This flu season, Oakland Unified School District’s preschool and elementary school students can now receive the annual influenza vaccine at no cost.

Shoo The Flu, a partnership campaign between OUSD and the Alameda County Public Health Department, aims to reduce the number of influenza cases by administering the flu vaccine on campus through injection or nasal spray. Vaccination clinics launched in early October, and several make up days are planned for the month of December.

According to Erica Pan, director of the Division of Communicable Disease Control and Prevention at the ACPHD, children are classified as “super spreaders” of germs, so administering the flu vaccine in schools ultimately helps prevent the spread of the flu to the wider community, especially where elderly citizens and other young children are concerned.

“If you can vaccinate kids, you’re actually protecting the entire community,” Pan said. “The elderly do not have as strong of an immune response.”

To receive the flu vaccine at school, children need only have a completed consent form signed by a parent or guardian. Faculty and staff at participating schools are also eligible for the vaccine at no cost.

The campaign, funded by The Page Foundation for the next three years, is currently in its pilot year with vaccine clinics offered at one hundred and eleven public, private and charter schools in the Oakland area. Around 8,000 children have already been vaccinated through Shoo The Flu.

The campaign chose the city of Oakland to pilot the program due to ACPHD’s pre-existing relationship with OUSD as well as the diversity of its district’s residents, Pan said.

“We’re providing vaccines to kids regardless of their insurance,” Pan said. “OUSD has a high proportion of kids who are eligible for free lunches and Medi-Cal, and we wanted to provide a service like this for districts that are in need.”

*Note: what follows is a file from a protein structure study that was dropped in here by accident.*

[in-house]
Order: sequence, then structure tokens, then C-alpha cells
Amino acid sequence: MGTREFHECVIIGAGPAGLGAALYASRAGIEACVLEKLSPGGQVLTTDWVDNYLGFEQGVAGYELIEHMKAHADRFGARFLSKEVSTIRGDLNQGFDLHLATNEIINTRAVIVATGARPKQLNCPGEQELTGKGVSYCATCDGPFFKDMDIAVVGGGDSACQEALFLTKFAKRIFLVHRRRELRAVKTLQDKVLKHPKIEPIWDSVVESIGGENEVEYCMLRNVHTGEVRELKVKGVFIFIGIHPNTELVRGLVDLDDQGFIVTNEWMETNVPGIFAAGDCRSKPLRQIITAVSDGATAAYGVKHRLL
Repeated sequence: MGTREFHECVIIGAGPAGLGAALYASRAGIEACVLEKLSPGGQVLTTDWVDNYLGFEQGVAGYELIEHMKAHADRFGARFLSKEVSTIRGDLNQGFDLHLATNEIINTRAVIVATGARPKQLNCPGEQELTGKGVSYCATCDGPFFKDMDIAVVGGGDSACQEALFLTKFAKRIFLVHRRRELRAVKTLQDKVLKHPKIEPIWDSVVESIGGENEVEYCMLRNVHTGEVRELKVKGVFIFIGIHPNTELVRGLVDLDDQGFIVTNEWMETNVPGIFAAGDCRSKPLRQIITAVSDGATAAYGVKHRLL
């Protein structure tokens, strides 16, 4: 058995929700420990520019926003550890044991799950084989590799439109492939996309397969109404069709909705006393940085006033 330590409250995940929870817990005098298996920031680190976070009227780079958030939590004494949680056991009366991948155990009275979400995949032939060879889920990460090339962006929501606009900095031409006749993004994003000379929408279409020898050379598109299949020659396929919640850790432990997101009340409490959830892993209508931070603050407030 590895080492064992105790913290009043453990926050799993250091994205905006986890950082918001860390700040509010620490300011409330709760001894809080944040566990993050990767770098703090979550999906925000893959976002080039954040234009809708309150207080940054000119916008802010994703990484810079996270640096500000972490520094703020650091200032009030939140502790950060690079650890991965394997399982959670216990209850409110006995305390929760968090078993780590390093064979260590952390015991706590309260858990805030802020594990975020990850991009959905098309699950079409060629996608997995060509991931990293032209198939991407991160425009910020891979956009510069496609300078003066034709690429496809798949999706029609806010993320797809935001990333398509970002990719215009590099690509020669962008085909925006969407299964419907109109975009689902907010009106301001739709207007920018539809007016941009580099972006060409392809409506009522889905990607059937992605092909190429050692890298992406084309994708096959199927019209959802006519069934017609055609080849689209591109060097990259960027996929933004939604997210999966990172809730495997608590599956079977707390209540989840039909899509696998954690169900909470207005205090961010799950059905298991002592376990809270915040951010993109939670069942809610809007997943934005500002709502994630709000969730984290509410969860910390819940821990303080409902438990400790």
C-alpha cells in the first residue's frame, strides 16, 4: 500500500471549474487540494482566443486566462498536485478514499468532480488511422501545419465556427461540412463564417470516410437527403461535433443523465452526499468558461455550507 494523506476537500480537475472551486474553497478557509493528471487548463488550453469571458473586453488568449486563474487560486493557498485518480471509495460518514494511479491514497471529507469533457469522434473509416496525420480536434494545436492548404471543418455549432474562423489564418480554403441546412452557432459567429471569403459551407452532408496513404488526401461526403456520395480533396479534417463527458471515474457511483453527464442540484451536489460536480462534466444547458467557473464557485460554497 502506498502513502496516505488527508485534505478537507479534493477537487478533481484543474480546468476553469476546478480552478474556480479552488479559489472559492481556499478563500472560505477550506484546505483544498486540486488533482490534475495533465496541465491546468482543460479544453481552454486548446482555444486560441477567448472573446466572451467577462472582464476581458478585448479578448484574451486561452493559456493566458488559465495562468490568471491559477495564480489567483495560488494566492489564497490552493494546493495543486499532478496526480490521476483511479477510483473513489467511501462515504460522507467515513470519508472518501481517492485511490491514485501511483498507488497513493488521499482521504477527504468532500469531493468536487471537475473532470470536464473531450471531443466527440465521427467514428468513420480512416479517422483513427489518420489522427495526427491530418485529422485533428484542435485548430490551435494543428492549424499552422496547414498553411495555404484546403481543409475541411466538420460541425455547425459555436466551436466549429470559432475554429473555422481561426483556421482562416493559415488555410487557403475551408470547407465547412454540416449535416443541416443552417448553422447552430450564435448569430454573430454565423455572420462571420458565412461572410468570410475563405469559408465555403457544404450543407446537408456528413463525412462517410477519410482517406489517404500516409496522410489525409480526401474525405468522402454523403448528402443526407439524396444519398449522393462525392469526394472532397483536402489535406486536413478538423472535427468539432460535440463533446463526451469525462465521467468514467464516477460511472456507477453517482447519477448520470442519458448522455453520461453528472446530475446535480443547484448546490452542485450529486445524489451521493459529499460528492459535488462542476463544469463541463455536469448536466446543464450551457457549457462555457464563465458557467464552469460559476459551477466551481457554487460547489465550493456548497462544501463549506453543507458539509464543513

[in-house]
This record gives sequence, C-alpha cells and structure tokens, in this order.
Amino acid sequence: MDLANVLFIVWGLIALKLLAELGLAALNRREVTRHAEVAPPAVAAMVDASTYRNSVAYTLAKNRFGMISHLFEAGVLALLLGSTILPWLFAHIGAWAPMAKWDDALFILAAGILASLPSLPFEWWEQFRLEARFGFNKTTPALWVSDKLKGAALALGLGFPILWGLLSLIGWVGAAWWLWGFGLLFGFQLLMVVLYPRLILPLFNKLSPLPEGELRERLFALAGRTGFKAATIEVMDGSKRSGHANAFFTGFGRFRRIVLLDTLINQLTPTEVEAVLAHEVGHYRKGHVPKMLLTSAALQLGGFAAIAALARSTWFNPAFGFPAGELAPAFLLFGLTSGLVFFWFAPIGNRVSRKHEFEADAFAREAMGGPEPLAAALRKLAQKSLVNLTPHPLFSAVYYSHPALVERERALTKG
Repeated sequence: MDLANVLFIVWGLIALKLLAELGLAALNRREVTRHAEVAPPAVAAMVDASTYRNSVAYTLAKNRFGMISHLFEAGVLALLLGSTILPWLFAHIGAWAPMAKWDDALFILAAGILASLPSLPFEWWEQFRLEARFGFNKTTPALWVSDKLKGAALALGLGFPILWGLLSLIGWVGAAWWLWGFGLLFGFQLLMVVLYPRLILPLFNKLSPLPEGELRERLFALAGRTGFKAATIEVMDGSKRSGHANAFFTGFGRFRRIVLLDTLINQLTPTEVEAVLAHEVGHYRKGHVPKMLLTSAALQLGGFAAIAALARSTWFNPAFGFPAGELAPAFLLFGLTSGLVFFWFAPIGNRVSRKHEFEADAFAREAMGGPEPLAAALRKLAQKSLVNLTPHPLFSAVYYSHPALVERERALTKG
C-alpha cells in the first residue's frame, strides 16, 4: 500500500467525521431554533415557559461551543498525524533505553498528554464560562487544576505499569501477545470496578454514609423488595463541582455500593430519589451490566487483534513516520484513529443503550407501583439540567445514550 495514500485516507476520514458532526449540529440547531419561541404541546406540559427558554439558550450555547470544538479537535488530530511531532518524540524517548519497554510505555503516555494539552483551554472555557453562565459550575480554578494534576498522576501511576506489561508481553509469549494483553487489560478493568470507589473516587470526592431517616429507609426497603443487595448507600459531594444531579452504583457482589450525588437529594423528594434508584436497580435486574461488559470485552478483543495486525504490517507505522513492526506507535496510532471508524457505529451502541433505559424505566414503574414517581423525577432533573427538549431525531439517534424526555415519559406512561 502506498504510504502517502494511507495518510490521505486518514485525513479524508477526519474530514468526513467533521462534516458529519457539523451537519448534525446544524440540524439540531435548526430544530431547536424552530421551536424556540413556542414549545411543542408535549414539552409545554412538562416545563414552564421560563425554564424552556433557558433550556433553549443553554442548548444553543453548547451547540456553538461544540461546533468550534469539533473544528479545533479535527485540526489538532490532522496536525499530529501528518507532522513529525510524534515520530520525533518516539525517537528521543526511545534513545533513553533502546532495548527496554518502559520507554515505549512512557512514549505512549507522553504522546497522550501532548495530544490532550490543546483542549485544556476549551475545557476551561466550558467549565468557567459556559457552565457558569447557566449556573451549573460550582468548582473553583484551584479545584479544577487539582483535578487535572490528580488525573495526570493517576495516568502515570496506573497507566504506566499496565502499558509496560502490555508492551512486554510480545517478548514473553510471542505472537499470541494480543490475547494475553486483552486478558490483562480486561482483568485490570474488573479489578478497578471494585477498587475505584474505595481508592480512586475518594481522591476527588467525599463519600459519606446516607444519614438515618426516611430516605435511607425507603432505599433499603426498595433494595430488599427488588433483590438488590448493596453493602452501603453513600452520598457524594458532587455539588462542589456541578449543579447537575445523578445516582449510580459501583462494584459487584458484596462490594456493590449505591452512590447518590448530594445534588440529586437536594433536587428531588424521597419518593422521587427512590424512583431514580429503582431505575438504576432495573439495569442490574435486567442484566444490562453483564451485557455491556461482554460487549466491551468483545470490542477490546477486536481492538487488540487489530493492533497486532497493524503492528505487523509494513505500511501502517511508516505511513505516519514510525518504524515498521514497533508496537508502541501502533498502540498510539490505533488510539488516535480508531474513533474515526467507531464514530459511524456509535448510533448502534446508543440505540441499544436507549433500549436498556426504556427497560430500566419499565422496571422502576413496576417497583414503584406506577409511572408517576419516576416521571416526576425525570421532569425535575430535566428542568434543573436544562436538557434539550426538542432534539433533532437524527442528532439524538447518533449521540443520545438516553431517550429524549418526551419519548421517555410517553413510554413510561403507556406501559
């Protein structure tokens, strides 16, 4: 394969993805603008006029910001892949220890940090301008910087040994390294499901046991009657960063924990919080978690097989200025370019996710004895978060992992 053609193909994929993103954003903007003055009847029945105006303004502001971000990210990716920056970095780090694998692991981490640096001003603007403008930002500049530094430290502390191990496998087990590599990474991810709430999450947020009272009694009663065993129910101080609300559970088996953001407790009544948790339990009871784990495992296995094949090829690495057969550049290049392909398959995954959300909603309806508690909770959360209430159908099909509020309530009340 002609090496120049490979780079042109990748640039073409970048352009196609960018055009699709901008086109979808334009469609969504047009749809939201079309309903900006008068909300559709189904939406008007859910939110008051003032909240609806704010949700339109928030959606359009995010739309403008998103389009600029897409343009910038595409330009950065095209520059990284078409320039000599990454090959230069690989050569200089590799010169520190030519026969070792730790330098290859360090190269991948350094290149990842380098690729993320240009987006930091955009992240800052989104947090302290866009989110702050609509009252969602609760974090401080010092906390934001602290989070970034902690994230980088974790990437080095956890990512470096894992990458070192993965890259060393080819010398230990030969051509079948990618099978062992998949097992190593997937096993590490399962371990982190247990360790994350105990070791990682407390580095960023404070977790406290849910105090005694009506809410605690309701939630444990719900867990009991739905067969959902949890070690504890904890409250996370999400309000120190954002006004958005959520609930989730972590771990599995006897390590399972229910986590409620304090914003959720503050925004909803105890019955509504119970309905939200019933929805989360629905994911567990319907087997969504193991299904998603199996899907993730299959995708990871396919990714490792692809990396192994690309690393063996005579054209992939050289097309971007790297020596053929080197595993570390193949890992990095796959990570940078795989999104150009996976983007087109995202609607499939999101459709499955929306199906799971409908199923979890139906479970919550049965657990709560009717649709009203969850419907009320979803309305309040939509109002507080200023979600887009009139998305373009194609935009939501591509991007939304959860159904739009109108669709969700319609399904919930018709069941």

The campaign is also working with the Bay Area Flu Study, created by Jack Colford and Art Reingold of the UC Berkeley School of Public Health, to assess the epidemiological impact of the campaign on the rates of influenza and respiratory illnesses of vaccinated children, their families and their communities.

Some factors of the assessment include looking at what percentage of kids are getting vaccinated and what proportion of the vaccinations are being administered at schools through Shoo The Flu. Additionally, Reingold said, Bay Area Flu Study is monitoring any challenges the campaign encounters along the way, which is important to the longevity of the program and its ability to extend beyond Oakland’s borders.

“We’re learning as we go how to do this better and how to reach more kids,” Reingold said. “This is just the beginning, really.”

Antwan Wilson, who joined OUSD as superintendent in July, has high hopes that the campaign will help tackle the district’s issue with chronic absences. Preschool, kindergarten and first grade students frequently miss school when they have the flu, but vaccines on-site will increase the likelihood that students will avoid catching the flu and having to miss school this season, Wilson said.

Wilson also believes that the visibility of the campaign in the community—primarily through banner advertisements around the city–is an opportunity to let Oakland’s residents know that OUSD is committed to keeping its students and their families healthy.

“The focus for us is ensuring that our students are in school,” Wilson said. “I’m hopeful that [Shoo The Flu] continues and becomes a regular part of our practice.”

About The Author

Natalie Meier is currently writing about issues in public health, tech and small business innovation as a freelance contributor for Oakland Local. Meier is a senior at Mills College studying English and Journalism and is also cross-registered at UC Berkeley. She currently interns for ABC7 News in San Francisco and has written for The Daily Californian, Gay Lesbian Alliance Against Defamation (GLAAD), StuVoice, and KALW.

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